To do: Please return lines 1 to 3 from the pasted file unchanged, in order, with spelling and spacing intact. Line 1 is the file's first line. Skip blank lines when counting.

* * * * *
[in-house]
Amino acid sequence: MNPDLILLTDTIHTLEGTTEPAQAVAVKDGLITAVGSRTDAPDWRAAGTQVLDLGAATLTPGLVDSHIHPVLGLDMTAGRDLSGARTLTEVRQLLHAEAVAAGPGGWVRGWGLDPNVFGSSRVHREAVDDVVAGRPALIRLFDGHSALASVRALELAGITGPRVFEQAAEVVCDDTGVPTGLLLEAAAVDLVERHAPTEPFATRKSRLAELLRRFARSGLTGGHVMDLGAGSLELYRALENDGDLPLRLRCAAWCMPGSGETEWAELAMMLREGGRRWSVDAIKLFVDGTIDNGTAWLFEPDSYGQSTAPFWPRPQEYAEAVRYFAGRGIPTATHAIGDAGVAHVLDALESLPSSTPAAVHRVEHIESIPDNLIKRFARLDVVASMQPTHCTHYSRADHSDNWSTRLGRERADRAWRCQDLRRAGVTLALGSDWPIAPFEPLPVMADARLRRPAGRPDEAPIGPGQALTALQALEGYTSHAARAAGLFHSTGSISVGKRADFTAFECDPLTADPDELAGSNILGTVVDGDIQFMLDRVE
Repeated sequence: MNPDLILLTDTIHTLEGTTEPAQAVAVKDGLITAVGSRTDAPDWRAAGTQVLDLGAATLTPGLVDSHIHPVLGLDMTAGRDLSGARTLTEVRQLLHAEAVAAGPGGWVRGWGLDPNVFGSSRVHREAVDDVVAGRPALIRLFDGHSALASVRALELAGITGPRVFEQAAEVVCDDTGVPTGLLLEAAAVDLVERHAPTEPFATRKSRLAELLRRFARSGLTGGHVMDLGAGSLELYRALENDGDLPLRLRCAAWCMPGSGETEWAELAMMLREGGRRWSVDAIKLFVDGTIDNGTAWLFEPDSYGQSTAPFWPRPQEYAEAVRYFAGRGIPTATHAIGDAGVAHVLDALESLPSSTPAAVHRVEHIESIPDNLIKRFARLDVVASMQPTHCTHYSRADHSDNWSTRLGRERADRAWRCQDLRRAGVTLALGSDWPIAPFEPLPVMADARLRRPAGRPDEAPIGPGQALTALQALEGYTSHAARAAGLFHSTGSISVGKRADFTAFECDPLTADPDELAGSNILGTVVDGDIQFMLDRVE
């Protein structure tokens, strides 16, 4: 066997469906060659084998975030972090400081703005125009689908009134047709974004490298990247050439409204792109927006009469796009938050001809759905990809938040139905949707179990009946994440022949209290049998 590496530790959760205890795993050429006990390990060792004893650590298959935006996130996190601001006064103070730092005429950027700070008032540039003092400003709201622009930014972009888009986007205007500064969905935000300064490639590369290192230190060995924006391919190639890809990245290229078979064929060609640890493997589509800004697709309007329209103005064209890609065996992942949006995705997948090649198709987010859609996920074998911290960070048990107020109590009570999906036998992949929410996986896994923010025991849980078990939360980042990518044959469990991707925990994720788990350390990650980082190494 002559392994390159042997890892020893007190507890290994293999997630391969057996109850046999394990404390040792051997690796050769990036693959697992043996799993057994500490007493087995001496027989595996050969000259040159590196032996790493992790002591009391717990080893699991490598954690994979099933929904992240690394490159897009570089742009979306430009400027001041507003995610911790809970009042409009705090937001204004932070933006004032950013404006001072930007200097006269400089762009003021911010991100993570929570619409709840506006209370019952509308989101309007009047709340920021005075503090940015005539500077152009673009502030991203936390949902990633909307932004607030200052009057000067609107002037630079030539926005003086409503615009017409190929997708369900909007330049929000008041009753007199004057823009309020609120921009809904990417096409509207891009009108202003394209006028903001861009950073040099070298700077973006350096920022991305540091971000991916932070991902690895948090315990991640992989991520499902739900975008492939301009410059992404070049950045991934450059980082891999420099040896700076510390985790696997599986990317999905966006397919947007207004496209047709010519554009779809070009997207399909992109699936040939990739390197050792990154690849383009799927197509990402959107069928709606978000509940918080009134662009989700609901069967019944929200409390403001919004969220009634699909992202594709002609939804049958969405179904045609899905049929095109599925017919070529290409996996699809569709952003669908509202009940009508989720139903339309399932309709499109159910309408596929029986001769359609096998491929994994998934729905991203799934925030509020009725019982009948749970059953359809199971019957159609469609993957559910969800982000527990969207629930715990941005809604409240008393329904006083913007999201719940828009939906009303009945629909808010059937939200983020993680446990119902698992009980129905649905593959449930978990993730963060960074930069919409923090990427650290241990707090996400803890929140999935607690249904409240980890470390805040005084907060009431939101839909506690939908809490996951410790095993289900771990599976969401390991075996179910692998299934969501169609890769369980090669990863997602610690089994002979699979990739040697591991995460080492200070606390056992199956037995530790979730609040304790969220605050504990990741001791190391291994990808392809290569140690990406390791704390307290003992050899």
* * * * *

[in-house]
Amino acid sequence: MNPDLILLTDTIHTLEGTTEPAQAVAVKDGLITAVGSRTDAPDWRAAGTQVLDLGAATLTPGLVDSHIHPVLGLDMTAGRDLSGARTLTEVRQLLHAEAVAAGPGGWVRGWGLDPNVFGSSRVHREAVDDVVAGRPALIRLFDGHSALASVRALELAGITGPRVFEQAAEVVCDDTGVPTGLLLEAAAVDLVERHAPTEPFATRKSRLAELLRRFARSGLTGGHVMDLGAGSLELYRALENDGDLPLRLRCAAWCMPGSGETEWAELAMMLREGGRRWSVDAIKLFVDGTIDNGTAWLFEPDSYGQSTAPFWPRPQEYAEAVRYFAGRGIPTATHAIGDAGVAHVLDALESLPSSTPAAVHRVEHIESIPDNLIKRFARLDVVASMQPTHCTHYSRADHSDNWSTRLGRERADRAWRCQDLRRAGVTLALGSDWPIAPFEPLPVMADARLRRPAGRPDEAPIGPGQALTALQALEGYTSHAARAAGLFHSTGSISVGKRADFTAFECDPLTADPDELAGSNILGTVVDGDIQFMLDRVE
Repeated sequence: MNPDLILLTDTIHTLEGTTEPAQAVAVKDGLITAVGSRTDAPDWRAAGTQVLDLGAATLTPGLVDSHIHPVLGLDMTAGRDLSGARTLTEVRQLLHAEAVAAGPGGWVRGWGLDPNVFGSSRVHREAVDDVVAGRPALIRLFDGHSALASVRALELAGITGPRVFEQAAEVVCDDTGVPTGLLLEAAAVDLVERHAPTEPFATRKSRLAELLRRFARSGLTGGHVMDLGAGSLELYRALENDGDLPLRLRCAAWCMPGSGETEWAELAMMLREGGRRWSVDAIKLFVDGTIDNGTAWLFEPDSYGQSTAPFWPRPQEYAEAVRYFAGRGIPTATHAIGDAGVAHVLDALESLPSSTPAAVHRVEHIESIPDNLIKRFARLDVVASMQPTHCTHYSRADHSDNWSTRLGRERADRAWRCQDLRRAGVTLALGSDWPIAPFEPLPVMADARLRRPAGRPDEAPIGPGQALTALQALEGYTSHAARAAGLFHSTGSISVGKRADFTAFECDPLTADPDELAGSNILGTVVDGDIQFMLDRVE